It’ll be a tough winter for a lot of coastal communities that depend on state ferry service.
“It’s greatly reduced,” said Amanda Becker, the ferry terminal manager in Kodiak. “There’s no two ways about it.”
That’s how Becker sums up the new winter schedule, which was finalized after a brief five-day public comment period.
Although the Alaska Marine Highway System made some adjustments in its proposed plan for the winter, many communities will still see long gaps in service.
The Tustumena will sail to Kodiak until the end of September and be out of service until April. During part of this period, the Kennicott will visit Kodiak every other week, which Becker says will be a big adjustment for Kodiak travelers.
“People are used to being able to go up to Homer or Anchorage for a weekend,” Becker said. “Do their Costco shopping, get their doctor’s appointments in, whatever other things they want to get and bring it all back.”
The Tustumena also brings a weekly shipment of groceries to Kodiak’s Safeway store, which often includes fresh produce. Now other arrangements, which are likely more expensive, will have to be made.
Some other downsides to the Kennicott: its fares are more expensive. Also, on one of its stops in Kodiak, it will arrive and depart in the wee hours of the morning.
Port Lions, a community near Kodiak, initially faced a winter with no service at all. But after protests and some pressure from local lawmakers, the Department of Transportation added Port Lions to the Kennicott’s winter schedule. But Becker says the stops will be weeks apart.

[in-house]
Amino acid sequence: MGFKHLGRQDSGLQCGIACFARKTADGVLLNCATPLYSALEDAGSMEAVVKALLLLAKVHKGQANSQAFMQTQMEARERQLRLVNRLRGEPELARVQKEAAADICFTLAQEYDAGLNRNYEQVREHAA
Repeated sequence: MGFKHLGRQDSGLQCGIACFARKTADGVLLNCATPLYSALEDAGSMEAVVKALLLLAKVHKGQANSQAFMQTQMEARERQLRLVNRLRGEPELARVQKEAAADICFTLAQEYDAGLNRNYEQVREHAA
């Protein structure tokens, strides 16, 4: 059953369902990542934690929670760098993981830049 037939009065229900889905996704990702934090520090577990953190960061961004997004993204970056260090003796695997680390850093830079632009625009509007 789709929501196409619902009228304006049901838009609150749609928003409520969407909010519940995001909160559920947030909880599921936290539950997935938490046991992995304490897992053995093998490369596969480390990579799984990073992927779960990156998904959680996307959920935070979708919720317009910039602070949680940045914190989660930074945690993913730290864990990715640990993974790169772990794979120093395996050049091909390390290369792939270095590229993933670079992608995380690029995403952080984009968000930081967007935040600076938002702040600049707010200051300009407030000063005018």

“It’s a hard schedule. It’s not a pretty schedule,” Becker said. “But the system’s taken such a big economic hit, that unfortunately it was between this or no service at all.”
Becker says the Kennicott is now doing the work of three boats.
There are communities like Ouzinkie, which was on the route, to and from Kodiak, which will see no service at all this winter – because its dock cannot accommodate the Kennicott. The Aleutian chain will also lose ferry service after October.
The Department of Transportation says these cuts in service are necessary, because it lost about 45 million dollars in passenger revenues this fiscal year, due to COVID-19 travel restrictions as well as additional costs for repair and overhaul of some of its ferries.
Becker says there were no easy answers.
“It’s unfortunate, but things had to be cut some place,” she said.
Becker says the Aleutian chain is used to have a service gap in the winter, so reduced service is probably something those communities will be able to work around. But Becker says it’s not certain when service to the Aleutians will resume. Those communities still aren’t on the April schedule, which means the earlier they will see service would be May.
The Tustumena serves seven communities on the Aleutian chain from Kodiak: Chignik, Sand Point, King Cove, Cold Bay, False Pass, Akutan and Dutch Harbor-Unalaska.
Plans are to have the Tustumena up and running by April. During the ship’s down time, she’ll undergo repairs. Part of the ship’s stabilizer system is down, so she wouldn’t have been able to operate safely in the stormy seas of winter anyway.
Given the age of the ferry, which was built in 1964, there are few technicians in the world who have the expertise to make these repairs. Earlier this year, a group from Great Britain began work on the stabilizers — but were called back home because of the pandemic.